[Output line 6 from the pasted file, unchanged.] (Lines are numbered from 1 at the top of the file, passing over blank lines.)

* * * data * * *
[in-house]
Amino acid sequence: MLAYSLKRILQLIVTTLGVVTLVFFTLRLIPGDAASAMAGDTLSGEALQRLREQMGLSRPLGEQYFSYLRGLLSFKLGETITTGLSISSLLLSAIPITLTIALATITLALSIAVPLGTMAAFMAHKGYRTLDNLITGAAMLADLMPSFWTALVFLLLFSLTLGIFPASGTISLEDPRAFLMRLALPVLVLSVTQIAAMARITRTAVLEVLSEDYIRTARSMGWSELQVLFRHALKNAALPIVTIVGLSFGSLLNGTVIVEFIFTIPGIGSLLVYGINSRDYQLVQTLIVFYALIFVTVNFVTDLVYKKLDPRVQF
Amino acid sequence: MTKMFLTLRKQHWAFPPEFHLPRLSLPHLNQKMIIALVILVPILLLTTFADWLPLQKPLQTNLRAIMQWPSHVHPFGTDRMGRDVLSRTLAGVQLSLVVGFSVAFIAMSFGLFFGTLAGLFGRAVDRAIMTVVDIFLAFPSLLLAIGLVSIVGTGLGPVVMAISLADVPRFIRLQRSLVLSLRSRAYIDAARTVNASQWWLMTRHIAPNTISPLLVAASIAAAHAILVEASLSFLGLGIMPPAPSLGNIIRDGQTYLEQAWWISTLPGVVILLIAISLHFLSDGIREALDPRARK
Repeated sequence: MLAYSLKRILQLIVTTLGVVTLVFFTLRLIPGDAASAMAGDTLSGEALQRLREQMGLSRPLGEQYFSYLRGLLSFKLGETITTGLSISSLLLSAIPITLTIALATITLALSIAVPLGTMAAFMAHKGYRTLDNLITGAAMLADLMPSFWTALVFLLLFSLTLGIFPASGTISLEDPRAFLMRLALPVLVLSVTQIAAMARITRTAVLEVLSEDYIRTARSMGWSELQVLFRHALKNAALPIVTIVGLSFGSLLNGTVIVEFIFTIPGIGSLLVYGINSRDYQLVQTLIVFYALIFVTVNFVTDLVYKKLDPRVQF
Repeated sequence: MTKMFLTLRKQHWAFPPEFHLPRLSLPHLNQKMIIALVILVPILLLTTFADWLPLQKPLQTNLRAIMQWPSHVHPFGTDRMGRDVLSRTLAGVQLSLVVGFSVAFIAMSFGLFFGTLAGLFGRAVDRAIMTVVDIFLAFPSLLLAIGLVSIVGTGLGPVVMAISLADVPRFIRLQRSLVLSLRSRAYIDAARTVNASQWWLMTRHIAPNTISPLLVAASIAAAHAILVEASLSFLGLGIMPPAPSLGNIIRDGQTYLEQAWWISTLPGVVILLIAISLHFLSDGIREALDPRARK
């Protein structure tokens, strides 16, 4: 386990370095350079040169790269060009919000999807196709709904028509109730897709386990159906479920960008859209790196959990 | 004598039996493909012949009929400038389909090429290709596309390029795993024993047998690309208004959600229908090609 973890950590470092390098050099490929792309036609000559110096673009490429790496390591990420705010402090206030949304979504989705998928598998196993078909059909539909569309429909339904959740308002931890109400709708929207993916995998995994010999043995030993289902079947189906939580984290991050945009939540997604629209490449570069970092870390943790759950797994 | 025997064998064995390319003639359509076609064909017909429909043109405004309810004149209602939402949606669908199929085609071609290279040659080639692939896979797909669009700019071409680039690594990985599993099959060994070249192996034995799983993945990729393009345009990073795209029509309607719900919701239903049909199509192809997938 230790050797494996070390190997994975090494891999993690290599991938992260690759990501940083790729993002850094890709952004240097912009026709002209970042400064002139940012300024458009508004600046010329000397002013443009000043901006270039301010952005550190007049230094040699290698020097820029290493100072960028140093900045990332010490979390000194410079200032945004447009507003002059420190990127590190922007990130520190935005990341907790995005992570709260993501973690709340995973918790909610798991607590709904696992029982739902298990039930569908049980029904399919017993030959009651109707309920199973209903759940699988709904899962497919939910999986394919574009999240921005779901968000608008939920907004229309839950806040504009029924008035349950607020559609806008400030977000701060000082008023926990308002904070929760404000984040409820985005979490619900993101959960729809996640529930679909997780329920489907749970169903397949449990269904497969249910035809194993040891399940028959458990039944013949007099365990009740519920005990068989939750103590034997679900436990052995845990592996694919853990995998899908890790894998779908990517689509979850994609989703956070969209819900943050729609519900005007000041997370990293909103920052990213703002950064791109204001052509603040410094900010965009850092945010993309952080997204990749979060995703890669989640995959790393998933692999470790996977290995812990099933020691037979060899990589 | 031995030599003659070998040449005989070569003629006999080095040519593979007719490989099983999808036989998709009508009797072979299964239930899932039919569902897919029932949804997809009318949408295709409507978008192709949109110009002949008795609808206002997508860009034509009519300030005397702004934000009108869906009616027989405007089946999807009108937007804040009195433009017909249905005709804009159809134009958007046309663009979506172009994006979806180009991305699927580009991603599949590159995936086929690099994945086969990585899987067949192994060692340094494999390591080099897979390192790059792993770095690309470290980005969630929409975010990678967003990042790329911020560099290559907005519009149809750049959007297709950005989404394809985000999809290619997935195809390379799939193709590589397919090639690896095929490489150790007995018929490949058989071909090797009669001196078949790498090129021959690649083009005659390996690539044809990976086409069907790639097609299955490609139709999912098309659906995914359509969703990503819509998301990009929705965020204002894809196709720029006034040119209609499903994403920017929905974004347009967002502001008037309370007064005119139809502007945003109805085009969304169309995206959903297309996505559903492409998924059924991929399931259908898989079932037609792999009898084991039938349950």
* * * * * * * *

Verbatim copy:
């Protein structure tokens, strides 16, 4: 386990370095350079040169790269060009919000999807196709709904028509109730897709386990159906479920960008859209790196959990 | 004598039996493909012949009929400038389909090429290709596309390029795993024993047998690309208004959600229908090609 973890950590470092390098050099490929792309036609000559110096673009490429790496390591990420705010402090206030949304979504989705998928598998196993078909059909539909569309429909339904959740308002931890109400709708929207993916995998995994010999043995030993289902079947189906939580984290991050945009939540997604629209490449570069970092870390943790759950797994 | 025997064998064995390319003639359509076609064909017909429909043109405004309810004149209602939402949606669908199929085609071609290279040659080639692939896979797909669009700019071409680039690594990985599993099959060994070249192996034995799983993945990729393009345009990073795209029509309607719900919701239903049909199509192809997938 230790050797494996070390190997994975090494891999993690290599991938992260690759990501940083790729993002850094890709952004240097912009026709002209970042400064002139940012300024458009508004600046010329000397002013443009000043901006270039301010952005550190007049230094040699290698020097820029290493100072960028140093900045990332010490979390000194410079200032945004447009507003002059420190990127590190922007990130520190935005990341907790995005992570709260993501973690709340995973918790909610798991607590709904696992029982739902298990039930569908049980029904399919017993030959009651109707309920199973209903759940699988709904899962497919939910999986394919574009999240921005779901968000608008939920907004229309839950806040504009029924008035349950607020559609806008400030977000701060000082008023926990308002904070929760404000984040409820985005979490619900993101959960729809996640529930679909997780329920489907749970169903397949449990269904497969249910035809194993040891399940028959458990039944013949007099365990009740519920005990068989939750103590034997679900436990052995845990592996694919853990995998899908890790894998779908990517689509979850994609989703956070969209819900943050729609519900005007000041997370990293909103920052990213703002950064791109204001052509603040410094900010965009850092945010993309952080997204990749979060995703890669989640995959790393998933692999470790996977290995812990099933020691037979060899990589 | 031995030599003659070998040449005989070569003629006999080095040519593979007719490989099983999808036989998709009508009797072979299964239930899932039919569902897919029932949804997809009318949408295709409507978008192709949109110009002949008795609808206002997508860009034509009519300030005397702004934000009108869906009616027989405007089946999807009108937007804040009195433009017909249905005709804009159809134009958007046309663009979506172009994006979806180009991305699927580009991603599949590159995936086929690099994945086969990585899987067949192994060692340094494999390591080099897979390192790059792993770095690309470290980005969630929409975010990678967003990042790329911020560099290559907005519009149809750049959007297709950005989404394809985000999809290619997935195809390379799939193709590589397919090639690896095929490489150790007995018929490949058989071909090797009669001196078949790498090129021959690649083009005659390996690539044809990976086409069907790639097609299955490609139709999912098309659906995914359509969703990503819509998301990009929705965020204002894809196709720029006034040119209609499903994403920017929905974004347009967002502001008037309370007064005119139809502007945003109805085009969304169309995206959903297309996505559903492409998924059924991929399931259908898989079932037609792999009898084991039938349950």